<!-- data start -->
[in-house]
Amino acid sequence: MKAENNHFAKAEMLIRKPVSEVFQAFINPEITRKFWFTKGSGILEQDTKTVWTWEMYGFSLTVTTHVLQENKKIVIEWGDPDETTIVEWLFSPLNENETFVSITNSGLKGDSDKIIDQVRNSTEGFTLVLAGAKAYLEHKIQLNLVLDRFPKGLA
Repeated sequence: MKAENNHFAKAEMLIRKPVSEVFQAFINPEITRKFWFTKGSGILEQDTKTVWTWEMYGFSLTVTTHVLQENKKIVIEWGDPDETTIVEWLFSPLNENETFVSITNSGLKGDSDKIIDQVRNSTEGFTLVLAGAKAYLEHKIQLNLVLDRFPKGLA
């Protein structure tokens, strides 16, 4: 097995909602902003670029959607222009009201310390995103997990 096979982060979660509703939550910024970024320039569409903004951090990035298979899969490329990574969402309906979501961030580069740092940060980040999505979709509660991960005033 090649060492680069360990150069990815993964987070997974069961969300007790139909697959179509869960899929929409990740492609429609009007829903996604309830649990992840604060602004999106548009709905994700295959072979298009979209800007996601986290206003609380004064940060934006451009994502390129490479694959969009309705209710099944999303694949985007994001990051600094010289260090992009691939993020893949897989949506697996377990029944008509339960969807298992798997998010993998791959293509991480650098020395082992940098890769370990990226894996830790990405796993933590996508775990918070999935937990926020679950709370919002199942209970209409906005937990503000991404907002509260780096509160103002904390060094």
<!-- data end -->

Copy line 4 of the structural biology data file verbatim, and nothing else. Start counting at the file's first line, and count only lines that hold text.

């Protein structure tokens, strides 16, 4: 097995909602902003670029959607222009009201310390995103997990 096979982060979660509703939550910024970024320039569409903004951090990035298979899969490329990574969402309906979501961030580069740092940060980040999505979709509660991960005033 090649060492680069360990150069990815993964987070997974069961969300007790139909697959179509869960899929929409990740492609429609009007829903996604309830649990992840604060602004999106548009709905994700295959072979298009979209800007996601986290206003609380004064940060934006451009994502390129490479694959969009309705209710099944999303694949985007994001990051600094010289260090992009691939993020893949897989949506697996377990029944008509339960969807298992798997998010993998791959293509991480650098020395082992940098890769370990990226894996830790990405796993933590996508775990918070999935937990926020679950709370919002199942209970209409906005937990503000991404907002509260780096509160103002904390060094």